Fifteen years ago, when I met you, I wanted more than anything to live in the city.
You could get lost in any neighborhood, walk for hours, and come home happy.
Old Victorians lined the streets. The parks. The views. The alleys of Little Italy led you to the bookshelves of City Lights Bookstore. On cold nights, you could run into a laundromat for a moment and bask in its golden hue.
Strangers would say hello or give you a warm smile. If you eavesdropped on a conversation at a cafe, they talked about the social factors of inequality and ideas on how to solve them.
As our relationship felt the years go by, things changed between us. I didn’t mind it.
I was ready for the new decade. I was ready for 2020. Mother Nature had other ideas.
Don’t go outside, they said. You will catch a deadly disease. Don’t breathe the air. But, we need you to work.
As the pandemic hit the city, the sky turned orange.
George Floyd could not breathe. He could not breathe.
Asian Americans felt the voice of hatred.
You brought the homeless, and the mentally ill to our doorstep. That’s ok, I thought, they need a warm place to sleep. How are they meant to live in a city with sky-high rent and the sheer lack of livable wages?
As the days grew longer, I was consumed by work.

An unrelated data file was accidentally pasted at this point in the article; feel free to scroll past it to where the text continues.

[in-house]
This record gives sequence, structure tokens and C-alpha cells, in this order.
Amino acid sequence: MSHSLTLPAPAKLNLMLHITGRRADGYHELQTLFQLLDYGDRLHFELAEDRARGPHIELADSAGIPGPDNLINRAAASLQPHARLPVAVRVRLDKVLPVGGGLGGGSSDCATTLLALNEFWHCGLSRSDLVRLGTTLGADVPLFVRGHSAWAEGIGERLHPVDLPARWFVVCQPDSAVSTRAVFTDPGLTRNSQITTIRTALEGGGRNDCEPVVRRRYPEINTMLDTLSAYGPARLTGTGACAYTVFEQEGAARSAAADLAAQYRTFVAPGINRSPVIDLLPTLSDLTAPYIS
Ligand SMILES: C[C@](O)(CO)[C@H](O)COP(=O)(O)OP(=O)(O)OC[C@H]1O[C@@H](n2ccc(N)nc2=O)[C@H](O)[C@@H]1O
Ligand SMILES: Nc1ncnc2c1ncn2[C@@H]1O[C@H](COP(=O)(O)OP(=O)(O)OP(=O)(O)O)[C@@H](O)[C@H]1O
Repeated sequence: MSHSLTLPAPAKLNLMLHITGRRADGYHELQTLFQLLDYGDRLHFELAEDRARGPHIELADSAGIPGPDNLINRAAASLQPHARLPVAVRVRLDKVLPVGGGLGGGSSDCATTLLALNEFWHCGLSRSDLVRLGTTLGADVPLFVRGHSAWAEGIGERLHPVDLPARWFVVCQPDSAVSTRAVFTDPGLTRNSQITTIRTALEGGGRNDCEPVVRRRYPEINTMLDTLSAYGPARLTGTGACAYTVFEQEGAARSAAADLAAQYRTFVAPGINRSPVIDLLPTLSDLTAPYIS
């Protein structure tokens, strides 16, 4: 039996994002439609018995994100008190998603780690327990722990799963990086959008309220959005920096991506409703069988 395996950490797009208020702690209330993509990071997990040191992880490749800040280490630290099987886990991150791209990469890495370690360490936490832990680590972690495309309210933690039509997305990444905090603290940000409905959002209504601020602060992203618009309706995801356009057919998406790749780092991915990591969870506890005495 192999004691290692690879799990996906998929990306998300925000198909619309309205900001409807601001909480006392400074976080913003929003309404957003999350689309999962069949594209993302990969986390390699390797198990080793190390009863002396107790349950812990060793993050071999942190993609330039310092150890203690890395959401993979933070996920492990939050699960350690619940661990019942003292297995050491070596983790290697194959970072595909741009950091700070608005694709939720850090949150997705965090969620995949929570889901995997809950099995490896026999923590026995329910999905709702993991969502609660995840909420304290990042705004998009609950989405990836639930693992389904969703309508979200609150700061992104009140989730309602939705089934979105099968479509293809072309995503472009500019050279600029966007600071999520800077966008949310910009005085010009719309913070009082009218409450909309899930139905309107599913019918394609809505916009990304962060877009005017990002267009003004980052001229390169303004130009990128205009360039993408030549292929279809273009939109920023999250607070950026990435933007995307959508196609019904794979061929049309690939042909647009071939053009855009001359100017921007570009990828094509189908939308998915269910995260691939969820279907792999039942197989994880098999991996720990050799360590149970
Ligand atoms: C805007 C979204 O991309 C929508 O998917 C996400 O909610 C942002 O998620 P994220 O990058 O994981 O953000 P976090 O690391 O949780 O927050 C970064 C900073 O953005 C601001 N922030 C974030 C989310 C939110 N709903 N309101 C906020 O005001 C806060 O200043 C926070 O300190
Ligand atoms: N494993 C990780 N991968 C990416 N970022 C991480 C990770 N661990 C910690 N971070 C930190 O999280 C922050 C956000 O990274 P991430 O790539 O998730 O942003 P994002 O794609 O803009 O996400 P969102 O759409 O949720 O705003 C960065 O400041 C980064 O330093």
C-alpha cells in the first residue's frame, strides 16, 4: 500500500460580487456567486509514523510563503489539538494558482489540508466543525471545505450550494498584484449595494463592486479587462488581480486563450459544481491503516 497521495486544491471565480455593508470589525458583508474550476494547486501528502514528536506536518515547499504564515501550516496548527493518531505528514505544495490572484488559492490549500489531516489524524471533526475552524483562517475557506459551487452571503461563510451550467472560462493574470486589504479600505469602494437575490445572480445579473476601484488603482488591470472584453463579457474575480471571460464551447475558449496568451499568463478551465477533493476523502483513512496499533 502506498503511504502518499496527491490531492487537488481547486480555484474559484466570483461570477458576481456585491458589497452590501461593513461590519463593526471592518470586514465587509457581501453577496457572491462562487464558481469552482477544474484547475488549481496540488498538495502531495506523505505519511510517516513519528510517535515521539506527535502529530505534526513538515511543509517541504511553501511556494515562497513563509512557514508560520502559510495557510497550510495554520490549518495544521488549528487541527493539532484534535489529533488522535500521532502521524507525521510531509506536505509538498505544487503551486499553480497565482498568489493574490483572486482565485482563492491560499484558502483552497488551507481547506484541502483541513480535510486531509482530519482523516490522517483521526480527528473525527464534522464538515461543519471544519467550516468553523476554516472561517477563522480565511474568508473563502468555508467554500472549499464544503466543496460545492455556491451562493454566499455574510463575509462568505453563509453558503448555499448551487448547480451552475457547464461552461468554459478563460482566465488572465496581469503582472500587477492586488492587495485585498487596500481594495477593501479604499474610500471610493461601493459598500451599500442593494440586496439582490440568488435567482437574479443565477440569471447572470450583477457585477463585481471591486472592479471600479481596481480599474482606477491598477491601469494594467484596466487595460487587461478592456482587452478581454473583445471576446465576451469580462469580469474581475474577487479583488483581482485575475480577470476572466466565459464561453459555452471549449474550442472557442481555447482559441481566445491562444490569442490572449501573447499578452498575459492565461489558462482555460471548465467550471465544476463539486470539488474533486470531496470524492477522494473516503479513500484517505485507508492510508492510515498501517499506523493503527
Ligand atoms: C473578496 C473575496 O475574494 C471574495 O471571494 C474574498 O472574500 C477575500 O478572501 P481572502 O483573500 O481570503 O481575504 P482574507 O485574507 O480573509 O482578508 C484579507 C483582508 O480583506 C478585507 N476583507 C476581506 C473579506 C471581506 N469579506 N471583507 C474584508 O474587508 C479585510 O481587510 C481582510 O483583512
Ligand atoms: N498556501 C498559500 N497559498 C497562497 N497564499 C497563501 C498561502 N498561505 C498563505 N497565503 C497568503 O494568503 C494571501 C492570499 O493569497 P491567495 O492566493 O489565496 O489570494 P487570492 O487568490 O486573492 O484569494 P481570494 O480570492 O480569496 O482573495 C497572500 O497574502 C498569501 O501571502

Our services support the COVID-19 Messaging Alert System. Lives depend on us. The world’s communications depend on us, they said.
So we all worked.
Meetings all day, every day. Work at night. Work on the weekends.
My friends worked even longer hours.
We did what we could to bring joy to the house: we cooked food. We watched movies. We played board games.
Don’t go outside, they said.
But, I needed space. I needed space to go outside. I needed space to rest.
I packed a bag, closed the door to my apartment on 16th and Mission/Capp Street. I’ll be back in a week.
But I didn’t. I didn’t want to come back.
I went home for a break. My brother and I built a deck in the backyard. We ordered chickens off the internet. We built a chicken coop. We painted the shed.
We spent a small fortune at the local hardware store.
My mom watched as we built a sanctuary in the backyard. I tried my hand at gardening. Soil. Shovel. Gardening pots. Water. Packets of seeds. Plant cuttings.
Neighbors welcomed themselves to the backyard. It was coming to life with people, home-grown vegetables, and dogs tearing through the grass.
Meanwhile, I didn’t think about you very much, San Francisco. But, I could feel the weight.
I outgrew you. I needed a quiet place with birds chirping. I needed tree-lined streets. I wanted to hear the wind rustle through the trees. I needed sunlight. I needed clean air. I wanted to walk home in peace.
You were exhausted, San Francisco; you were burnt out. You were tired. I was tired.
We grew apart.
I could not go back to you.
I flew back up to see you one last time. I packed up my room. I hired a moving company. I said goodbye to my roommates. I found a new apartment in Oakland.
It was great while it lasted: you helped me find a career I love. You introduced me to life-long friends. I could not be more grateful.
I miss bike rides down the wiggle at golden hour.
I miss picnics at Dolores and Golden Gate Park.
I miss your cute cafes.
You are charming. You taught me how to thrive. You taught me how to think and critique society (maybe a bit too much ;) ). You showed me all the things. To you, I am grateful. Thank you.
Goodbye and all my love,